BioPharm Executive: Firing Slows, but Lilly Fans the Flames
Published: Jul 29, 2010
Firing Slows, but Lilly Fans the Flames
Could pharma layoffs finally be slowing down? That's what new data from Challenger, Gray & Christmas seems to suggest, with just 830 industry job losses recorded in June. That's a steep decline from the pace of prior months, which saw 34,987 pharmaceutical industry job losses year to date, or an average of 5,831 a month. Also encouraging is that the June figure continues a trend that goes back at least to April, when just 1,049 jobs, also well below the running average, were shed. In contrast, overall job losses across industries have actually ticked up slightly in the past couple months. (Hat tip to Phamalot for linking these stats.)
Of course, it will take more than two or three months to establish a meaningful trend, and as noted below, many pharma companies have announced planned layoffs that they haven't yet executed, so the bleeding is not going to end anytime soon. But it's certainly encouraging to see the numbers going down.
Still, contracting at a slower pace hardly seems to justify the media campaign Lilly that CEO John Lechleiter has undertaken recently in an effort to convince us that what we really need is more cheap foreign scientists. Huh?!
In a Wall Street Journal editorial and elsewhere, Lechleiter has taken up a familiar saw, bemoaning the U.S. education system for its failure to turn out new scientists at a high rate. "We've got to get serious about broad improvement in science and math instruction in our grade schools and high schools," he writes. I certainly have no problem with the sentiment he expresses, but his words might carry more weight if Lilly hadn't decided to axe 5,500 jobs last fall, having already made cuts that include research staff.
Now to be fair, Lilly hasn't pared down its workforce as sharply as many other pharmaceutical companies, and it looks as if most cuts will be concentrated on sales and marketing (only about 1,500 cuts of the planned 5,500 had been made as of April, according to the company.)
But read a little further on, and you'll see where Lechleiter is going: He wants more H1-B visas so he can staff up with cheaply paid foreign researchers. I imagine if Lilly put out want ads for research scientists, there would be no lack of qualified applicants.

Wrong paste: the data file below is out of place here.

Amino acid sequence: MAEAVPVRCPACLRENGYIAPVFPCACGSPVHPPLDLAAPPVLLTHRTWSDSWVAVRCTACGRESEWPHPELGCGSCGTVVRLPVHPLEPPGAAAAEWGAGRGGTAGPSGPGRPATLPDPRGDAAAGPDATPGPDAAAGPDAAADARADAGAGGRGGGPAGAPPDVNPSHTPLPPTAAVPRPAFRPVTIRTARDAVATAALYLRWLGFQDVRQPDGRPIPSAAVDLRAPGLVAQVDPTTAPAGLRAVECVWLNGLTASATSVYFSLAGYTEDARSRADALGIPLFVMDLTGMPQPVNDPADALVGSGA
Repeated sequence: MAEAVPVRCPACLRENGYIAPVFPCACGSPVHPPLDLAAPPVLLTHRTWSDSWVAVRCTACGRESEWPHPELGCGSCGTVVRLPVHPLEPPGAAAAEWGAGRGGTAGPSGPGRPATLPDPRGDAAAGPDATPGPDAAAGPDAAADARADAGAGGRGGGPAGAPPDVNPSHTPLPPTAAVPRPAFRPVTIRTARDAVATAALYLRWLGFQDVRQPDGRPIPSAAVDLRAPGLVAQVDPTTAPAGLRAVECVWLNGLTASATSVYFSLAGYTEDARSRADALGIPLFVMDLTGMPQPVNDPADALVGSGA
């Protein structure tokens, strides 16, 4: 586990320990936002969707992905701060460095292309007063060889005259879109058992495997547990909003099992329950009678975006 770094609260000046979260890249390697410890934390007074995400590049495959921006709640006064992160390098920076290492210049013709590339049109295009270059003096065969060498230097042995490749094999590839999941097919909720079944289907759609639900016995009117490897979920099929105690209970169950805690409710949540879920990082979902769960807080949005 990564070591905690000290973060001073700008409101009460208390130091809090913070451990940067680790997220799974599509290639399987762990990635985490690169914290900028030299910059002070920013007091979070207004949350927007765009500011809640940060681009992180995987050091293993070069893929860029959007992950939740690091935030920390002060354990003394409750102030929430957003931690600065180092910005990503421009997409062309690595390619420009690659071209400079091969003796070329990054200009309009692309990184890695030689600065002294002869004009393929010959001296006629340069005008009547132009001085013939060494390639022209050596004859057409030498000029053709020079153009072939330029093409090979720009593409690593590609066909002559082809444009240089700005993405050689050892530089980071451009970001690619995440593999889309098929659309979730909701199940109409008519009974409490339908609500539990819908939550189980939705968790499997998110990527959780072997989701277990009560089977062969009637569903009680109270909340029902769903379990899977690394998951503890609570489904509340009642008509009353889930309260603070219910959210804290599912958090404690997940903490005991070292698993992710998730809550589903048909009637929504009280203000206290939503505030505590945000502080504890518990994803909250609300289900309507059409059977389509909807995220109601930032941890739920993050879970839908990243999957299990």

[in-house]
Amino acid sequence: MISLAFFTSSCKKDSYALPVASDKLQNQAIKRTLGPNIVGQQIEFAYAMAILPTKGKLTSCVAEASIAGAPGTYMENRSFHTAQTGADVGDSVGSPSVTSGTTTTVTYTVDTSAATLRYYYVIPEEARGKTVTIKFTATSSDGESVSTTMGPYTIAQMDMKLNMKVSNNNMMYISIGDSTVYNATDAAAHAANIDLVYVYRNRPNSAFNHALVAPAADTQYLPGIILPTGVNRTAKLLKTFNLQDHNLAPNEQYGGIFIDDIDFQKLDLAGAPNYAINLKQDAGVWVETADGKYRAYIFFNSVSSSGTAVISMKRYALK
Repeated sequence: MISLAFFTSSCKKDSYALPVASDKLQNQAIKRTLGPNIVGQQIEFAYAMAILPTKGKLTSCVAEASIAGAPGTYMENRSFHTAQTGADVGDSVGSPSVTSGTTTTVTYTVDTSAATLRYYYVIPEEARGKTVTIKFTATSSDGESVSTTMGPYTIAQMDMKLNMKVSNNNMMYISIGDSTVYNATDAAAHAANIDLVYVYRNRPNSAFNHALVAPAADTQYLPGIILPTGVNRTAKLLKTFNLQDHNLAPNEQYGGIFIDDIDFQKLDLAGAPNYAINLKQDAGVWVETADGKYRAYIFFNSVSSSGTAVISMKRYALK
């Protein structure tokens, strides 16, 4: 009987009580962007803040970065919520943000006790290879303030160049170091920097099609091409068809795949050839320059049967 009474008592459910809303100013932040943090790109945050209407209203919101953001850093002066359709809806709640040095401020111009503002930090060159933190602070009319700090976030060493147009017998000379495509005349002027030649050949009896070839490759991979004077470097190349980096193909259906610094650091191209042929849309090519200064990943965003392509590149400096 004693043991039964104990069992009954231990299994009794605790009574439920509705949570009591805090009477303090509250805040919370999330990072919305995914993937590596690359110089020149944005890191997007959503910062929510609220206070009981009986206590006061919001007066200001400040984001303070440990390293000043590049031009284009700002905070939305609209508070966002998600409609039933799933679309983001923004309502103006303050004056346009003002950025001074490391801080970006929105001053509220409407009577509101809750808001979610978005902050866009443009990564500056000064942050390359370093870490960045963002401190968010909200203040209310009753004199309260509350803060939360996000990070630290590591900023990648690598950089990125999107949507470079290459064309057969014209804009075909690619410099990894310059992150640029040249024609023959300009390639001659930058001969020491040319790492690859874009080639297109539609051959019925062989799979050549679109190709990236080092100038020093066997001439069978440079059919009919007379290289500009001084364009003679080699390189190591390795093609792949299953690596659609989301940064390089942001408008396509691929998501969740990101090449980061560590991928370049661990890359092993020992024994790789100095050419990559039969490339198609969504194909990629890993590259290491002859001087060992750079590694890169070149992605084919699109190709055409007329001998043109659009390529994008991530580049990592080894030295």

Personally, I get the need for reform concerning foreign workers. In cases where there is a true imbalance between job supply and demand, as existed for many years in many kinds of manual labor, the current system has proven woefully inadequate. Employers trying to meet their needs end up employing illegal immigrants, creating a host of problems, and without sensible reform the alternative becomes the kind of police solution you're now seeing Arizona undertake--something I think is destructive to the fabric of society. And there are clearly problems with our current system of inviting highly skilled guest workers into our country and then giving them limited opportunities to become permanent residents, despite their huge contributions to U.S. innovation.
But if you want to make the case that our education system isn't meeting our demand for qualified research scientists, I can't imagine a worse spokesperson than a Big Pharma chief executive. For the long run, what he says about the need to increase our competitiveness is undoubtedly true. But the prescription so plainly defies current reality that it ends up laying bare other motives: It's not about qualified scientists, it's about costs. If Lechleiter wants to win this one, he'd be better off keeping quiet.
- Karl Thiel
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